New Delhi, June 5 :
Like many other cultural practices that are a legacy of British colonial rule, English remained the lingua franca of the Indian diplomacy since the country’s independence in 1947. All conversations and correspondence by members of the elite Indian Foreign Service were conducted largely in English, even though Hindi is the country’s national language. But that is about the change.
With a new nationalist government in power, Hindi is now becoming the new language of Indian diplomacy and Indian diplomats, particularly not so conversant with the language in this multilingual nation that is home to 22 official language and hundreds of others not so ‘official’, are scrambling to master it to be able to keep pace with their new political masters.
The language switch was witnessed on the very first day of the new government of Prime Minister Narendra Modi who conversed in Hindi with visiting leaders of SAARC countries. Modi’s mother tongue is Gujarati, but like most Indians he speaks both Hindi and English equally well.
Not just Modi, even External Affairs Minister Sushma Swaraj spoke extensively in Hindi on assuming office last week and has let it be known that she plans to speak more in Hindi with visiting leaders with the help of interpreters.
“Modi carried on a conversation in English with the leaders, but the finer points were conveyed in Hindi,” said former diplomat Chinmaya R. Gharekhan.
The ministry indicated it will try to rope in the services of a translator to translate the minister’s Hindi speeches for the benefit of those who are not very conversant with the language.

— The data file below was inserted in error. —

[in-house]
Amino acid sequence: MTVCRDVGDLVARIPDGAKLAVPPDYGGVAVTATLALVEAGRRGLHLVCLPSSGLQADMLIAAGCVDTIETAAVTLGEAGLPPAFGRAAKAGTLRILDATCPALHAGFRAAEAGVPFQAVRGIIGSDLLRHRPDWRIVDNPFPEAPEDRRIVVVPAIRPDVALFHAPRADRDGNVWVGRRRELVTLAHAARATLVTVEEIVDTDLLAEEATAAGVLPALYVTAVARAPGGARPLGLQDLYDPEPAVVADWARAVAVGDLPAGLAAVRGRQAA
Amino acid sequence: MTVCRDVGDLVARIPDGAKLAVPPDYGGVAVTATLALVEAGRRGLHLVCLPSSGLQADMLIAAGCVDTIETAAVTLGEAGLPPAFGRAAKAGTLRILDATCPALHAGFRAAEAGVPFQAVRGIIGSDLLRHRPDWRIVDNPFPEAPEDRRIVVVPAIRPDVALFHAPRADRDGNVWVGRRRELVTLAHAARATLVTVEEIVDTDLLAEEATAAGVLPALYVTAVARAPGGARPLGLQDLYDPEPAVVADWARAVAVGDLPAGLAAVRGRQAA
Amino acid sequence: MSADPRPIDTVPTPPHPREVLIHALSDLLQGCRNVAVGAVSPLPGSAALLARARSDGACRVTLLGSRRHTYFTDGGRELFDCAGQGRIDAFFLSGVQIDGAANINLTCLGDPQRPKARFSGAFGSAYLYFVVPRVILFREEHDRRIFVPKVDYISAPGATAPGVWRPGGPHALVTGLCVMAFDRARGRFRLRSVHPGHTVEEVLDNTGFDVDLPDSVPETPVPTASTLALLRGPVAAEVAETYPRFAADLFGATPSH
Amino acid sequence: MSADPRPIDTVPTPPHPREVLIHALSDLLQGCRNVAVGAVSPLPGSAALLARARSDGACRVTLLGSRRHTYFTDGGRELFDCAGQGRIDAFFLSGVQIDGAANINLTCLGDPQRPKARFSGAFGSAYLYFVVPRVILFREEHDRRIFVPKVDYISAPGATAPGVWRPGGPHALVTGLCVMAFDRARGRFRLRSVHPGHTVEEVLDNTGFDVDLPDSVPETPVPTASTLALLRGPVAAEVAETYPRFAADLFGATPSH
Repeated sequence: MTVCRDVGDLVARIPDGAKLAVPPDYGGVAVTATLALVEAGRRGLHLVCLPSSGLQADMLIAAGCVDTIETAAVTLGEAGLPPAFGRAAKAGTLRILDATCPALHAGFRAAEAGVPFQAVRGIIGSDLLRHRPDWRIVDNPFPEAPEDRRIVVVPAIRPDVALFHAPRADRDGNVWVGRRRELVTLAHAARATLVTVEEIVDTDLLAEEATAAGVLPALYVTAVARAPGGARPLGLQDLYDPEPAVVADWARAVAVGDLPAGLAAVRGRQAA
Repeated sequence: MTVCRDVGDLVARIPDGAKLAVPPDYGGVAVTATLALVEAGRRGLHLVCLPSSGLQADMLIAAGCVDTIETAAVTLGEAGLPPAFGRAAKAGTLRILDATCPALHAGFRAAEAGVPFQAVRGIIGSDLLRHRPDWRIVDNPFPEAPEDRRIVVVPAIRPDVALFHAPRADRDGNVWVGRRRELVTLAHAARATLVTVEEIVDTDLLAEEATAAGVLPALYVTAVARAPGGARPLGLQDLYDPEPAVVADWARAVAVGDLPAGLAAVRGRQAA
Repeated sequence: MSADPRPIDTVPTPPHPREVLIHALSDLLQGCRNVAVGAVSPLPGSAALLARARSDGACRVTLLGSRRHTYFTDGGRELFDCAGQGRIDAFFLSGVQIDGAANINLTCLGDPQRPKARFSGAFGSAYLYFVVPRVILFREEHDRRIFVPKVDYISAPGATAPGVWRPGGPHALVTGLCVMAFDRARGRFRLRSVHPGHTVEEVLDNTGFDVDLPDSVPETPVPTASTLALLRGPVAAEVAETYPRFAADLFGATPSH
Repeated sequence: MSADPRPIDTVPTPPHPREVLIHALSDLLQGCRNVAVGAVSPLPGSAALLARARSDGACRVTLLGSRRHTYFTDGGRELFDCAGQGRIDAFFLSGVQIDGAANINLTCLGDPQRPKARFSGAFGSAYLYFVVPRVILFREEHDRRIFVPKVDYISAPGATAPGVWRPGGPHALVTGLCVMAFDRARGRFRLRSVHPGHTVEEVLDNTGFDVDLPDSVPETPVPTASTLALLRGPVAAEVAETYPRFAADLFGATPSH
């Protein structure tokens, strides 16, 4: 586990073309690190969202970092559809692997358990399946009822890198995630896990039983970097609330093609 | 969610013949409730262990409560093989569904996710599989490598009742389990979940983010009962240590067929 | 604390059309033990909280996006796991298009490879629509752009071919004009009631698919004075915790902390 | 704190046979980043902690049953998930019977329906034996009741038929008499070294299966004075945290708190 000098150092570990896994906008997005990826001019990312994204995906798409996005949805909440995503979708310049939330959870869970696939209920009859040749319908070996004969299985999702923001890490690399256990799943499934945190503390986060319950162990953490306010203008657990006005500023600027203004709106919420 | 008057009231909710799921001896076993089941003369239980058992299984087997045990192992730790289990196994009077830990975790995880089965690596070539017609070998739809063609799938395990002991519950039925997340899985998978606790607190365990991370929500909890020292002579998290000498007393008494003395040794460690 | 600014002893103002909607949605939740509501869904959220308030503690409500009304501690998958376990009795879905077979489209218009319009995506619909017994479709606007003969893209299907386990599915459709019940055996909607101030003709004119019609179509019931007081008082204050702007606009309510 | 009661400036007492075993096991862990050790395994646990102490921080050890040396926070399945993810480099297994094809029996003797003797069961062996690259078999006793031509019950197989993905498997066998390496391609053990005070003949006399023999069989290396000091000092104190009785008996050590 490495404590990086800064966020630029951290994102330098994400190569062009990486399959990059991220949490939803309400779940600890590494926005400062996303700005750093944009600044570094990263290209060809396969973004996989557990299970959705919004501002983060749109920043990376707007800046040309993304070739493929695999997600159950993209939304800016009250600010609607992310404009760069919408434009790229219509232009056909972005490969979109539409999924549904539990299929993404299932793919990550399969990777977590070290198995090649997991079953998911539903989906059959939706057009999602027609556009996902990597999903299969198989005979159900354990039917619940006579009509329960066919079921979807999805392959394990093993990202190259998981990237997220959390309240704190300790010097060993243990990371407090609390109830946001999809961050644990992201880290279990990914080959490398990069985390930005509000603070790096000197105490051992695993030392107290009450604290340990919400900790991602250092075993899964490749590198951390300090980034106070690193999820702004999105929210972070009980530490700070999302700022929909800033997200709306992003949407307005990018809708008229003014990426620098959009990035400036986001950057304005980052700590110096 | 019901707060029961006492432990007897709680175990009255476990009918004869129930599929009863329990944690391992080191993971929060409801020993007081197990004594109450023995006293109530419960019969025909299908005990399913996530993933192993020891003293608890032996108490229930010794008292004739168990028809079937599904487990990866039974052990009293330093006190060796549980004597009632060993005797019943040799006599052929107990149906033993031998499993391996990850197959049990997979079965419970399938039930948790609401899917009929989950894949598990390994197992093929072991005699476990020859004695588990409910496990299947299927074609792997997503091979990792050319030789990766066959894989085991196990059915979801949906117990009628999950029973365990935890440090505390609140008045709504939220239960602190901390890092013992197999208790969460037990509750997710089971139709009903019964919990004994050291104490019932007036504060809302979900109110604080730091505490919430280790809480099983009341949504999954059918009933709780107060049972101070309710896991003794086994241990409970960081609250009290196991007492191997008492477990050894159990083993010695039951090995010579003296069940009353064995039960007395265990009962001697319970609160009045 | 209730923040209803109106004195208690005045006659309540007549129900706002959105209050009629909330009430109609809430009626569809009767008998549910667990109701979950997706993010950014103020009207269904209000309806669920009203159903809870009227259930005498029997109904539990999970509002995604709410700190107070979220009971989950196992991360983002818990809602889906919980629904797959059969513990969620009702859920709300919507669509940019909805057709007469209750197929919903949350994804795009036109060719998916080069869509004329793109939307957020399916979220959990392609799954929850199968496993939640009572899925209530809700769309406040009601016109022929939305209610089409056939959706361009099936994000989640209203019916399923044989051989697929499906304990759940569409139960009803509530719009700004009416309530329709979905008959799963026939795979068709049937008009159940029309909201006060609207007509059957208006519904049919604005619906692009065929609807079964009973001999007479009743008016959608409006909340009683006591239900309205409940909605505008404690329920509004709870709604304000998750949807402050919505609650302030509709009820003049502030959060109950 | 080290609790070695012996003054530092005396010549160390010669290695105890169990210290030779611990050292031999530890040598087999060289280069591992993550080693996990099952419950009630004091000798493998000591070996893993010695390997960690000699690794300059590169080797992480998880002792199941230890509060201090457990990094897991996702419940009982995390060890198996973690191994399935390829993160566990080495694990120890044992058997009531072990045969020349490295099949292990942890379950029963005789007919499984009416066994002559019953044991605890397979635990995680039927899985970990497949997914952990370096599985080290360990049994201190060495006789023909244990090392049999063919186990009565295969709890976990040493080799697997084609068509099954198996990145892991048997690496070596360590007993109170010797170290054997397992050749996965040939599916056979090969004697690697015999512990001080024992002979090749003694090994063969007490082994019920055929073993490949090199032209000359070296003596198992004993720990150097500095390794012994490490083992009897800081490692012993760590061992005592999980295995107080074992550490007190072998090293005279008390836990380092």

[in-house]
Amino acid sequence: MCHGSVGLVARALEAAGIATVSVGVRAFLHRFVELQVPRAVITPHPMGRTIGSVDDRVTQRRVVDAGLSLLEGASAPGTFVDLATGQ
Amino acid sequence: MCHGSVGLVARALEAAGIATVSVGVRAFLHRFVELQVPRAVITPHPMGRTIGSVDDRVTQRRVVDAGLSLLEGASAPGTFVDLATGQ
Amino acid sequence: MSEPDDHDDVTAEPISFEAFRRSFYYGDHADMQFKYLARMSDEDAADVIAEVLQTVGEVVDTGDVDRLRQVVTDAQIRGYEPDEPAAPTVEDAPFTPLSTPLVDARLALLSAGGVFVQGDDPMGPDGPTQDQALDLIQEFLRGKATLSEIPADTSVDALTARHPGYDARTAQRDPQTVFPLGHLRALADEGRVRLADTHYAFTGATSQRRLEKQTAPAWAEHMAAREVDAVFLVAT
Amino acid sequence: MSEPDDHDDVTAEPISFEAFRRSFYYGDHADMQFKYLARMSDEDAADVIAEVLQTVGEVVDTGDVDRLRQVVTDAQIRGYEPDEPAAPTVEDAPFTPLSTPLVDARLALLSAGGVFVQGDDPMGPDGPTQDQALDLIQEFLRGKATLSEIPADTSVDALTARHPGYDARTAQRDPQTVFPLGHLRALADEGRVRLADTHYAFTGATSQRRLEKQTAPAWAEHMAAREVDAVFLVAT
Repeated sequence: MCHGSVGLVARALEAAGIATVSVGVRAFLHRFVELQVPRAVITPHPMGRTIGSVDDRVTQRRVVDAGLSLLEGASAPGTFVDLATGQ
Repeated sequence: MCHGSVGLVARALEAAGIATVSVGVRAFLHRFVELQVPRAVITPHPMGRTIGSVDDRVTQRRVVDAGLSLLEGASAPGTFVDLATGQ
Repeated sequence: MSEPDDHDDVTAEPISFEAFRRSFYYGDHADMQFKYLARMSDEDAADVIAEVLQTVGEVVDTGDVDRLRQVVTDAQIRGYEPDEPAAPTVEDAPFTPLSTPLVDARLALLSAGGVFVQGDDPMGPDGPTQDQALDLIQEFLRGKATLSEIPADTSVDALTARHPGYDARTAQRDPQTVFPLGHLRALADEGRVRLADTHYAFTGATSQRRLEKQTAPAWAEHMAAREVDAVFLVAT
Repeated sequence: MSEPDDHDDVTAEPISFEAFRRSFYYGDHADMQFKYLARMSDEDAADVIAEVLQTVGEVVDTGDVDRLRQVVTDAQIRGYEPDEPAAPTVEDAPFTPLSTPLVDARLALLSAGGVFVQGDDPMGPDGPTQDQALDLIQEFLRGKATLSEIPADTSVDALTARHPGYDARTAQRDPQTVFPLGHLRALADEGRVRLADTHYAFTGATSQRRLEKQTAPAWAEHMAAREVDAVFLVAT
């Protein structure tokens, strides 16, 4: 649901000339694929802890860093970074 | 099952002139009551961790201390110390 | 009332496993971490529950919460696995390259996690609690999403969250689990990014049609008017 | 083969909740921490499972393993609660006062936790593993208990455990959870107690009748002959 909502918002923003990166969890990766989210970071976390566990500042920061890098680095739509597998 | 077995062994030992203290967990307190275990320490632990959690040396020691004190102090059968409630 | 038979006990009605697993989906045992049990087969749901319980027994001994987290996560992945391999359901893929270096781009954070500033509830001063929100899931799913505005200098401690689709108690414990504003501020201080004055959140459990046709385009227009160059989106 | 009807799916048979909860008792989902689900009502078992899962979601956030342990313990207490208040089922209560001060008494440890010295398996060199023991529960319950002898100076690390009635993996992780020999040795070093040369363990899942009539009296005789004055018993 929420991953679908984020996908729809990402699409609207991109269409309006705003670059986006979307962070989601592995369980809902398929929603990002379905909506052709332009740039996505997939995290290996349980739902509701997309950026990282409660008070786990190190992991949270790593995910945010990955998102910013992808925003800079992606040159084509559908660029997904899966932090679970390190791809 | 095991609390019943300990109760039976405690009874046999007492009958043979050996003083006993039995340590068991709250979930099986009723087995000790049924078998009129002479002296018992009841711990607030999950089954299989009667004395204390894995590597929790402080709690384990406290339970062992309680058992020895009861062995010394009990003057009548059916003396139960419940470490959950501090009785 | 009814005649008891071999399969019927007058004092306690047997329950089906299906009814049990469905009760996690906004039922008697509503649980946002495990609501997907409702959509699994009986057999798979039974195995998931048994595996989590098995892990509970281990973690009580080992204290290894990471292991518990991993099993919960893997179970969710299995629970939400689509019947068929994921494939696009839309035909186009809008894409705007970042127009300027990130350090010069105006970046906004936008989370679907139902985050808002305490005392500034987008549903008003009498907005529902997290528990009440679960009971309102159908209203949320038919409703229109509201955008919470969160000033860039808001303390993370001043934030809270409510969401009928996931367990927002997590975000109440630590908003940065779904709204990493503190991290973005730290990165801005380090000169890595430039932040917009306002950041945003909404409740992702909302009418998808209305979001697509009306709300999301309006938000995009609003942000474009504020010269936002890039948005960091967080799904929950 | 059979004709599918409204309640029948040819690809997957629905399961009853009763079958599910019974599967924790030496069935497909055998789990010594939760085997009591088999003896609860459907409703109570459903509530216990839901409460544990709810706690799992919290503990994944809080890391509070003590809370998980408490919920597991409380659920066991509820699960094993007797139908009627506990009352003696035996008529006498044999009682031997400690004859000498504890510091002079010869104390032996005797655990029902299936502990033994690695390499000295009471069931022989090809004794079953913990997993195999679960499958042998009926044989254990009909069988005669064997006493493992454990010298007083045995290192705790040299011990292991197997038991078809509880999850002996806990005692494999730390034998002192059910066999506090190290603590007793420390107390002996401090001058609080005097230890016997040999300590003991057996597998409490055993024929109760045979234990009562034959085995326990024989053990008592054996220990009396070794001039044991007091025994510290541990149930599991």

“We are thinking of something to do,” said an official, indicating that the language switch had caught the ministry somewhat by surprise.
Asked if the ministry was roping in new translators/interpreters for the job, the source indicated that they have enough experts in the ministry. “We have enough hands who are conversant with both Hindi and English. So it will not be a problem.”
Is there a larger symbolism in the use of Hindi in foreign policy especially with the BJP’s stress on nationalism?
Former ambassador G. Parthasarathy does not think so.
“This is nothing new to me. (Former prime minister Atal Bihari) Vajpayee used it. It is really a question of what you are comfortable using. Leaders across the world speak in their own tongue. .. If you are comfortable in conveying nuances in a particular language, it is the best thing. And foreign policy is all about nuances,” Parthasarathy told IANS.
“I have seen some DMK MPs speaking abroad in Tamil as they are more comfortable in conveying what they want in that language,” he added.
Veteran Rashtriya Swayamsevak Sangh (RSS) leader M.G. Vaidya told IANS: “Many countries follow this policy.. There is nothing new in it. Using Hindi is a natural expression of an Indian.. to speak in one’s own national language.”